her trust and had remembered her obligations as well as
her privileges of free citizenship.
[The German machinations in South Africa succeeded
in inducing a small number of Dutch to revolt, but these
rebels are already in retreat and confusion, and there is
every sign that the common danger is uniting Dutch and
British as never before.]
The Crown Colonies.
Barbados. — ^"20,000.
British Guiana. — One thousand tons of sugar.
Ceylon. — The Planters' Association provides one
million pounds of tea for use of troops in the field.
Falkland Islands. — ^2,250 voted (about £1 per head
of population) ; also ^750 privately subscribed.
Jamaica. — Sugar to value of ^"50,000.
Leeward Islands. — ^"5,000.
Mauritius. — Two million pounds of sugar for Army
Rhodesia. — A contingent for Union Defence Force.
42 Facts about the War
UNANIMOUS SUPPORT OF INDIA.
One of the firmest convictions of Germany was that in
the event of Great Britain being engaged in a European
war, India would rise against the British raj.
The following opinions are frequently echoed in recent
German political writings :
" Now that a pronounced revolutionary and nationalist
tendency shows itself among the [Hindu population],
the danger is imminent that Pan-Islamism, thoroughly
roused, should unite itself with the revolutionary elements
in Bengal." Von Bernhardi.
The answer to this has been given in deeds — not
An expeditionary force of 70,000, partly British and
partly native, was at once sent, and further brigades are
ready when needed.
The keynote of India's response to the news that
Britain and the Empire were in danger was struck by
the Maharajah of Rewa. He wrote to the Viceroy :
11 What orders from His Majesty for me and my
The Rulers of the Native States, nearly seven hundred
in number, have, with one accord, offered their personal
services, the resources of their States, and all their troops
for the war. In some cases motor-cars and personal
jewellery have been offered, as a token that nothing is
being withheld. A large Indian Relief Fund has been
raised, and magnificent contributions made to the Prince
Facts about the War 43
of Wales's Fund. A few of the more prominent contri-
butions are as follows :
Nizam of Hyderabad, ^"400,000 for regiments in the
Maharajah of Mysore, Rs. 50 lakhs (^"333,000).
Several Durbars, especially Gwalior and Bhopal,
hospital ship the Loyalty.
Chief of Gwalior, large sums of money and a large
number of horses.
Maharajah Holkar, the Nizam, Jamnagur and other
Bombay States, money and horses.
Bikanir, camel corps.
The following chiefs have been selected from the many
volunteers for active service :
11 The Chiefs of Jodhpur, Bikanir, Kishangarh, Rutlam,
Sachin, Patiala, Sir Pertab Singh, Regent of Jodhpur,
the Heir-Apparent of Bhopal, and a brother of the
Maharajah of Cooch Behar, together w T ith other cadets of
noble families. The veteran Sir Pertab would not be
denied his right to serve the King-Emperor, in spite of
his seventy years, and his nephew, the Maharajah, who is
but sixteen years old, goes with him."
Statement in House of Commons, September 9.
" I doubt whether everyone in this country realizes
how great a thing it is that those ruling chiefs should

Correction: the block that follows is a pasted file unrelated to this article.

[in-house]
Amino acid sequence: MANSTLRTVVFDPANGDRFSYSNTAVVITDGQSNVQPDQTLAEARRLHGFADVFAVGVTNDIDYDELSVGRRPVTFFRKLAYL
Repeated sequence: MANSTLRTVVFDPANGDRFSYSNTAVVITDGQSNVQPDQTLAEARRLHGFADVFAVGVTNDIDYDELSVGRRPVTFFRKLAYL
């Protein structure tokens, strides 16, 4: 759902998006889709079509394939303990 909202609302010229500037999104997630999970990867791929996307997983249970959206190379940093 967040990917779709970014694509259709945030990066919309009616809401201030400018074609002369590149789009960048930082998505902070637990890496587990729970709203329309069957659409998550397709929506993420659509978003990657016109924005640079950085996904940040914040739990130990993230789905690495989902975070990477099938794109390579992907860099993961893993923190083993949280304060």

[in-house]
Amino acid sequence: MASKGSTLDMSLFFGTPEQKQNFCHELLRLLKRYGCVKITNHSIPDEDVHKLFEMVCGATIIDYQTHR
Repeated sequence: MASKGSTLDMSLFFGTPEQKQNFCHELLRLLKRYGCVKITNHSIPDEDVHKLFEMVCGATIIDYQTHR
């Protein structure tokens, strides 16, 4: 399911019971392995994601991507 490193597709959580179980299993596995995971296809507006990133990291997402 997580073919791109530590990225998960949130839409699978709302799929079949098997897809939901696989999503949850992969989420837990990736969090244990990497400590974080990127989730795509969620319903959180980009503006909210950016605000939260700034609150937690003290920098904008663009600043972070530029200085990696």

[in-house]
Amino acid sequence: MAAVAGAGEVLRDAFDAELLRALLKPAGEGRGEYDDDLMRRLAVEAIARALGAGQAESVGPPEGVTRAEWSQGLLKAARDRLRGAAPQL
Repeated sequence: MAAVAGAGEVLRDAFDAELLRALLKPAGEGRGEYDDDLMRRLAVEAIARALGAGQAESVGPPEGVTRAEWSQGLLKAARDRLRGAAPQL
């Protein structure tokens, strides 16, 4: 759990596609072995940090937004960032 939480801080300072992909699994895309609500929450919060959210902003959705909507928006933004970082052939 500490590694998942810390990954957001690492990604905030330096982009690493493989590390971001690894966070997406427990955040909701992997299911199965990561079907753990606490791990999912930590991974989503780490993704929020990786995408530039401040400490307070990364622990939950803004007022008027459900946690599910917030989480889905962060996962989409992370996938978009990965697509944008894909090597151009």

come forward in this way upon our side. I wonder, for
example, whether every one realizes that the Maharajah
of Mysore, whose munificent gift the noble Marquess
referred to, rules over a population which exceeds the
whole population of Sweden. I wonder whether anyone
calls to mind that the Maharajah of Gwalior, the Maha-
44 Facts about the War
rajah of Scindia, has more subjects than the King of
Denmark. Or that the Nizam of Hyderabad governs a
people twice as numerous as the people of the Nether-
lands, and three times as numerous as the people of Ire-
land. It is no small thing that those rulers, standing
where they do in our Indian system, should have come
forward without exception and given such practical proof
of their desire to help us."
Lord Lansdowne, House of Lords, September 9.
Loyal messages and offers also received from Mehtar
of Chitral and tribes of Khyber Agency, as well as
Khyber Rifles, and from the following Leagues and
Associations : The All India Moslem League, the Bengal
Presidency Moslem League, the Moslem Association of
Rangoon, the Trustees of the Aligarh College, the Behar
Provincial Moslem League, the Central National
Mohammedan Association of Calcutta, the Khoja Com-
munity and other followers of Aga Khan, the Punjab
Moslem League, Mohammedans of Eastern Bengal,
citizens of Calcutta, Madras, Rangoon, and many other
cities, Behar Landholders' Association, Madras Pro-
vincial Congress, Taluqdars of Oudh, Punjab Chiefs'
Association, United Provinces Provincial Congress,
Hindus of the Punjab, Chief Khalsa Diwan representing
orthodox Sikhs, Bohra Community of Bombay, Parsee
Community of Bombay.
Letters have been received from the most remote
States in India, all marked by deep sincerity of desire to
render some assistance, however humble, to the British
Government in its hour of need.
Statement in House of Commons, September 9.
Facts about the War 45
" The Aga Khan, who was making a tour among his
Ismalia followers in Africa when the war broke out,
has arrived from South Africa. He telegraphed from
Zanzibar to his adherents in India, the Persian Gulf, on
the Indian borderland, in Burma, the Straits Settlements,
and throughout Africa, directing them to place them-
selves and their resources unreservedly at the disposal
of the local British authorities, and to be prepared for
any duty that might be assigned to them.
11 In Zanzibar, under his direction, the Ismalias
organized a transit corps of motor-cars and motor and
ordinary cycles. His Highness has led the way for his
followers by offering to the Viceroy and the Secretary of
State for India his resources and personal service. Two
of his near relatives have been commissioned from the
Imperial Cadet Corps, but as no such facility existed in